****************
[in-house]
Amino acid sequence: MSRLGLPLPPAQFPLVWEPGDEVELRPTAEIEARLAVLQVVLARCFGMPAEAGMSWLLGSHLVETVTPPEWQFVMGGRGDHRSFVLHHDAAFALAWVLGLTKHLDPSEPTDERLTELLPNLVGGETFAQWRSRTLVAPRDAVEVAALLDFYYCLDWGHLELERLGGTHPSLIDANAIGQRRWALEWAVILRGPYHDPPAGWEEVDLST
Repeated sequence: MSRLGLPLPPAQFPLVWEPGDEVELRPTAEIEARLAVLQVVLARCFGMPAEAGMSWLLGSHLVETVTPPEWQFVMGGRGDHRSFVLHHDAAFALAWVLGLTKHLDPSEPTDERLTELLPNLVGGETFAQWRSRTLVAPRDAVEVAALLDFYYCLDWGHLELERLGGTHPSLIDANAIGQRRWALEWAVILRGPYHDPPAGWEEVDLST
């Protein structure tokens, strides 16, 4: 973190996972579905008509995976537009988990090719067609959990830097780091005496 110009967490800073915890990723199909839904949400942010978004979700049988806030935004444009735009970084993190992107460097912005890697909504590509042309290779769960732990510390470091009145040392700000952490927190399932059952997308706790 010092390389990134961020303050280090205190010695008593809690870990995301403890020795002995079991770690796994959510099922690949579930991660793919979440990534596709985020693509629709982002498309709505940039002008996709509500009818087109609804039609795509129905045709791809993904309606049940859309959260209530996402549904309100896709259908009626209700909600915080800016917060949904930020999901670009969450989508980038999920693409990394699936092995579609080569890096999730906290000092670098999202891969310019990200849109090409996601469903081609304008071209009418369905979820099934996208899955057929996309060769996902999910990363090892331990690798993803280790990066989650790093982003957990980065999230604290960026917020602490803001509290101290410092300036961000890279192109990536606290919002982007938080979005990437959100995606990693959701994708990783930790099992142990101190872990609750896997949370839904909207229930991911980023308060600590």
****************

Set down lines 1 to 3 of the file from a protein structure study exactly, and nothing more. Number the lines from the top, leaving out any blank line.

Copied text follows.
[in-house]
Amino acid sequence: MSRLGLPLPPAQFPLVWEPGDEVELRPTAEIEARLAVLQVVLARCFGMPAEAGMSWLLGSHLVETVTPPEWQFVMGGRGDHRSFVLHHDAAFALAWVLGLTKHLDPSEPTDERLTELLPNLVGGETFAQWRSRTLVAPRDAVEVAALLDFYYCLDWGHLELERLGGTHPSLIDANAIGQRRWALEWAVILRGPYHDPPAGWEEVDLST
Repeated sequence: MSRLGLPLPPAQFPLVWEPGDEVELRPTAEIEARLAVLQVVLARCFGMPAEAGMSWLLGSHLVETVTPPEWQFVMGGRGDHRSFVLHHDAAFALAWVLGLTKHLDPSEPTDERLTELLPNLVGGETFAQWRSRTLVAPRDAVEVAALLDFYYCLDWGHLELERLGGTHPSLIDANAIGQRRWALEWAVILRGPYHDPPAGWEEVDLST